Just wanted to share my experiences in achieving a better performance for database operations.
My days have been getting better from the day I started passing/retrieving Arrays to my oracle stored procedure. Loads of data are getting transferred either way in a matter of fractions of milliseconds. Before using Arrays we used to call our stored procs in a loop, which is very time consuming. Then we started passing comma separated data which lead to ugly code and unnecessary parsing. IMHO passing arrays as IN/OUT parameters provide a significant improvement in performance, especially if the volume of data is large.
There is this very strange thing that we found out recently. We have a stored procedure that'll be invoked when a form is created or updated. The form involves lots of data. In certain cases, the form has around 20,000 controls. The data is handed to the stored procedure by 10 odd arrays. In case of a new form, the procedure involves INSERT statements in loops. In case of an existing form being edited by the user, the procedure involves UPDATE statements. The INSERT/UPDATE will be on 2 to 3 tables. We found that in case of a new form, the procedure executed in less than 3 seconds. In case of an editing an existing form, the procedure took approx 1 min to execute. We had no other option but to tune our procedure as 1 min is not tolerable. I tried by luck by explicitly calling a DELETE procedure from the original procedure in the first line. The DELET procedure will delete the data corresponding to this form from 2 to 3 tables, Now since there is no data corresponding to this form in the database, even in case of an existing form being updated, the procedure involves only INSERT statements. This wasy we were able to improve the performance significantly.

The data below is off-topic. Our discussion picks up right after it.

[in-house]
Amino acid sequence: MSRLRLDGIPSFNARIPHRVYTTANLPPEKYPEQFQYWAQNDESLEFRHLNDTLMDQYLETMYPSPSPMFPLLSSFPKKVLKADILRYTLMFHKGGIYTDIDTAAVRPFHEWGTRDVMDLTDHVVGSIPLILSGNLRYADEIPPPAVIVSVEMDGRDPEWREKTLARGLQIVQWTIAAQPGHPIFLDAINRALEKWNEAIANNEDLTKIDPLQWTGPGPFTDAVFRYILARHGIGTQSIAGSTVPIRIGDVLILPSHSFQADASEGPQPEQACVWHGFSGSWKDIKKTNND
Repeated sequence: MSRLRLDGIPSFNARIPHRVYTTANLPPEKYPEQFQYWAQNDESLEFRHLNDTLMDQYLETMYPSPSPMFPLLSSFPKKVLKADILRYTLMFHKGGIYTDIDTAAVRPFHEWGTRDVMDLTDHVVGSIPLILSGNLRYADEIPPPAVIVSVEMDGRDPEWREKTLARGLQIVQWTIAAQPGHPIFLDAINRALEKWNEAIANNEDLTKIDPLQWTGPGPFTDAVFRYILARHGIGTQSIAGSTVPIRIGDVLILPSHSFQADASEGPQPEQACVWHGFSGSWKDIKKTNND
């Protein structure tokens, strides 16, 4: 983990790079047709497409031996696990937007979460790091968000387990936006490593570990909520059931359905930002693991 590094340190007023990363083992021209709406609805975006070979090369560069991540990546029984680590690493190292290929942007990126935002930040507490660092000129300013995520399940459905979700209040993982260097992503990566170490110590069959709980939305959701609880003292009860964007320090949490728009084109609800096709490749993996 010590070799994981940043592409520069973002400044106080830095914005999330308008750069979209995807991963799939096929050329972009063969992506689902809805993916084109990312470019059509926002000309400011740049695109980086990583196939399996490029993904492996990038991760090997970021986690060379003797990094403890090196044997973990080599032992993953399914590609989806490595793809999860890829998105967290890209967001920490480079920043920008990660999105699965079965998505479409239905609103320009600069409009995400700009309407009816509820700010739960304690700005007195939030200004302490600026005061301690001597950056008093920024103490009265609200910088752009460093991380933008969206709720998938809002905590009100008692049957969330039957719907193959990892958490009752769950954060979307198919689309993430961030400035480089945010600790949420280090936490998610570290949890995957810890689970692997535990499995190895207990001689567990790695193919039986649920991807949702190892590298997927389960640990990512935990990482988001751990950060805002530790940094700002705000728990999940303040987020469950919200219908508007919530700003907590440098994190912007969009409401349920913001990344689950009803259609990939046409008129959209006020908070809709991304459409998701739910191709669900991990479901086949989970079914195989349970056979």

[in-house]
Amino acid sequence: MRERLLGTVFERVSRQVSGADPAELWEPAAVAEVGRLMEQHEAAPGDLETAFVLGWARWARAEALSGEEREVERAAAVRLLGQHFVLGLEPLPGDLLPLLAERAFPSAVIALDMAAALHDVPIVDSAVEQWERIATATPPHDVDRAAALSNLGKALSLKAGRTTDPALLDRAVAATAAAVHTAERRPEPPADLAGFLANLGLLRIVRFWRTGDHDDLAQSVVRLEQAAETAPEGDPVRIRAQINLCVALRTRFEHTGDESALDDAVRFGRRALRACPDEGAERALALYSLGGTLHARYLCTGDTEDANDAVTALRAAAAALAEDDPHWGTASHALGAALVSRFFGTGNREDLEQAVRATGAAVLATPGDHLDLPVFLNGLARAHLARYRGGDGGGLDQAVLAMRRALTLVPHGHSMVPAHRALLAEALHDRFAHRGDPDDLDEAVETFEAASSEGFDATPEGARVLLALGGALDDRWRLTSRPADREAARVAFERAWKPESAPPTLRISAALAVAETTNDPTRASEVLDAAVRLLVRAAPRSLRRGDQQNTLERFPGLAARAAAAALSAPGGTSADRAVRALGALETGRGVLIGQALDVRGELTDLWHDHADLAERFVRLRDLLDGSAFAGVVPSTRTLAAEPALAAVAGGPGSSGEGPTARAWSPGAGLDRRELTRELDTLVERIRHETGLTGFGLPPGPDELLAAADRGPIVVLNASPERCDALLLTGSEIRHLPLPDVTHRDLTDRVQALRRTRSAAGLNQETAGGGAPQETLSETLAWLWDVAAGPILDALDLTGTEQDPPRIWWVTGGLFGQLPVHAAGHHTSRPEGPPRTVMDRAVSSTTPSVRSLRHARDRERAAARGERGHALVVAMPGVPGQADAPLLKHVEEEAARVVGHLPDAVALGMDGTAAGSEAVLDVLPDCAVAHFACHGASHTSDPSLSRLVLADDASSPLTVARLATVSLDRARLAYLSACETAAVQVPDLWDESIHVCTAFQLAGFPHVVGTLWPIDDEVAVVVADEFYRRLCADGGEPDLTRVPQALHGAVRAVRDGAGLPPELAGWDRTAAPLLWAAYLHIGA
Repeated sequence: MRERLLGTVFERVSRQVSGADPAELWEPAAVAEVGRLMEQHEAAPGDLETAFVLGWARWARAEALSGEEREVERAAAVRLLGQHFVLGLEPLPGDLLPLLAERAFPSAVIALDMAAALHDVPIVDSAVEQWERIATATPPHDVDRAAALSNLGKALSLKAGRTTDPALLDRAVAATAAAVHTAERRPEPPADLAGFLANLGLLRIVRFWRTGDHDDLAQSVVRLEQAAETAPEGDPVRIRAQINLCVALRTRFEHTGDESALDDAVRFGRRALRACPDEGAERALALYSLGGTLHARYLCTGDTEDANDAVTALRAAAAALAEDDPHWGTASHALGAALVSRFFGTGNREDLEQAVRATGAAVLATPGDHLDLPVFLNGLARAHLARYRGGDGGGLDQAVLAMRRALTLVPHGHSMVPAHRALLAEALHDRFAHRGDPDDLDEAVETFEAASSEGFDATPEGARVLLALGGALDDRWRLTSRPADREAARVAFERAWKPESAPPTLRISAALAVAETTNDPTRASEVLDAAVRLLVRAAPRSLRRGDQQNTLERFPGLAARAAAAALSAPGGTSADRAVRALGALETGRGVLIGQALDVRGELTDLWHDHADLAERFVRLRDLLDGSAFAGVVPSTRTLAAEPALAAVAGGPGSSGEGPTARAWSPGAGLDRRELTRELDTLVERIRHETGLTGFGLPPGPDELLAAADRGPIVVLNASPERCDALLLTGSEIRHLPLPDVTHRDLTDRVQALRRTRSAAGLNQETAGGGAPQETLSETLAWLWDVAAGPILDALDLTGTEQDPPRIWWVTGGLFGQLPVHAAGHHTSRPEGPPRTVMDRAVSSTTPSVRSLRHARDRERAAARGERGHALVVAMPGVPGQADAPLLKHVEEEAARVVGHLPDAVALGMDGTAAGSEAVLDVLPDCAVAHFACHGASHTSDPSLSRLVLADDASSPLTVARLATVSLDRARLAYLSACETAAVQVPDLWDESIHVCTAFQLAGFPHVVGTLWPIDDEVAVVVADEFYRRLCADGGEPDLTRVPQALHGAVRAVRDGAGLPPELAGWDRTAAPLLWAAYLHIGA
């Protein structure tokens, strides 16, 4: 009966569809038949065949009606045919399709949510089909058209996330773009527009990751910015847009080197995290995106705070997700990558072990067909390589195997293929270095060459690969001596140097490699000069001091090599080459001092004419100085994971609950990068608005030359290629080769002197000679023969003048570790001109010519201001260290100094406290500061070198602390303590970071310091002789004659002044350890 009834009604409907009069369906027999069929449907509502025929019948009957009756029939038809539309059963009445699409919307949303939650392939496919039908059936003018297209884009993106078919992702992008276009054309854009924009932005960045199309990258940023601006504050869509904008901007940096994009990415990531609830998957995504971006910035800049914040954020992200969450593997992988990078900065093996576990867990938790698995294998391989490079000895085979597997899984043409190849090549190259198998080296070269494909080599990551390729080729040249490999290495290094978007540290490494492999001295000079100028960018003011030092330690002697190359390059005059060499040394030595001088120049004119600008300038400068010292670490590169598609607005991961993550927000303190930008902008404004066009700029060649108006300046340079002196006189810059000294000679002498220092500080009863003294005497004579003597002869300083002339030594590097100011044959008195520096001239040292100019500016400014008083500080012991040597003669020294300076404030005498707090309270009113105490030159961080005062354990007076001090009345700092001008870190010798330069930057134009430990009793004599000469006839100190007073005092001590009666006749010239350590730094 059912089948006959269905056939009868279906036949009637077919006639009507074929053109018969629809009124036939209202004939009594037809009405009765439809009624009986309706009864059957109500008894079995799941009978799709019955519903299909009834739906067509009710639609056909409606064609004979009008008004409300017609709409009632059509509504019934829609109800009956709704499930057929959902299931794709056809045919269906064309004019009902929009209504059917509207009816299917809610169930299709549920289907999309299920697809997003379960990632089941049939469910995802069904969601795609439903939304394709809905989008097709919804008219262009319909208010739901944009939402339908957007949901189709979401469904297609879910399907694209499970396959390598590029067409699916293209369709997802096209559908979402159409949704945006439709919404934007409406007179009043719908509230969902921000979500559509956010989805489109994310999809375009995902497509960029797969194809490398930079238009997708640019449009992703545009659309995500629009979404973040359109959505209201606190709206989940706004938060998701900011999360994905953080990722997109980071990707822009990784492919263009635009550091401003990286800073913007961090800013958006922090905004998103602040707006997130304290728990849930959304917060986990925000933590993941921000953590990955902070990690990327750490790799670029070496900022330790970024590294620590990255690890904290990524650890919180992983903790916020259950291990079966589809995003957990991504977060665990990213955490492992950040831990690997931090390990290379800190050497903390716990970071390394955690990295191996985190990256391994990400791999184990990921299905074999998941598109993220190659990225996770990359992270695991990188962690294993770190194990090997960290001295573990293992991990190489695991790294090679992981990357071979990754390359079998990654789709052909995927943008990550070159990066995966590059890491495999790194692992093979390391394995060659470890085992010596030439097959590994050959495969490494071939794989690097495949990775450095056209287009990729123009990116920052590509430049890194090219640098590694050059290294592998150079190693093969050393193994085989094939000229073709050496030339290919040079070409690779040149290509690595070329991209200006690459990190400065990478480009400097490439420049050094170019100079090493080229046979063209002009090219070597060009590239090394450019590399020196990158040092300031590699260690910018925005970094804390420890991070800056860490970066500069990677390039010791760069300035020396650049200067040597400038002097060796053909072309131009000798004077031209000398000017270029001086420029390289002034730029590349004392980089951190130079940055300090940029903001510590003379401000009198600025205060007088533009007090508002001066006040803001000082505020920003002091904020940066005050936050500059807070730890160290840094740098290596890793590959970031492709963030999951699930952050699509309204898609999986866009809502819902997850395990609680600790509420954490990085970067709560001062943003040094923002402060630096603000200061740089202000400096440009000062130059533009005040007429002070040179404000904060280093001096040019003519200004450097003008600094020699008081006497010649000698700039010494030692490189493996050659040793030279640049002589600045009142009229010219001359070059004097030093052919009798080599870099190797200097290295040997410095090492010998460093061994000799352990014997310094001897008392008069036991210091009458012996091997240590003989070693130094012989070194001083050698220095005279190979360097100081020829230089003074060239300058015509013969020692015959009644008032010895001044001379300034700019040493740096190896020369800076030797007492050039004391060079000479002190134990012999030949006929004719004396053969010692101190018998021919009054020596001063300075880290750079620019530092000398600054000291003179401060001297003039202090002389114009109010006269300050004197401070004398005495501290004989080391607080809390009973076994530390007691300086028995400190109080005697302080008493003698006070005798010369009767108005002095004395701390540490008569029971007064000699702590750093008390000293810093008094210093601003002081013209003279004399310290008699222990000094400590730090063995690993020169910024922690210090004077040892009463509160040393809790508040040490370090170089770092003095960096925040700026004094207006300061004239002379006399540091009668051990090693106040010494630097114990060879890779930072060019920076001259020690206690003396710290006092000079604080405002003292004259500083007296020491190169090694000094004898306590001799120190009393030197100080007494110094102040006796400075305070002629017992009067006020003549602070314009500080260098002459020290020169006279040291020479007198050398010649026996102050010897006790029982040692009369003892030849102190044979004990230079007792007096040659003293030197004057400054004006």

But am still not able to believe this. Does this mean that DELETE+INSERT can be better than UPDATE? Obviously, at record level UPDATE will offer better performance than DELETE+INSERT. But in our case since the DELETION didnt involve much condition checking and was bulk in nature, it offered superior performance i guess.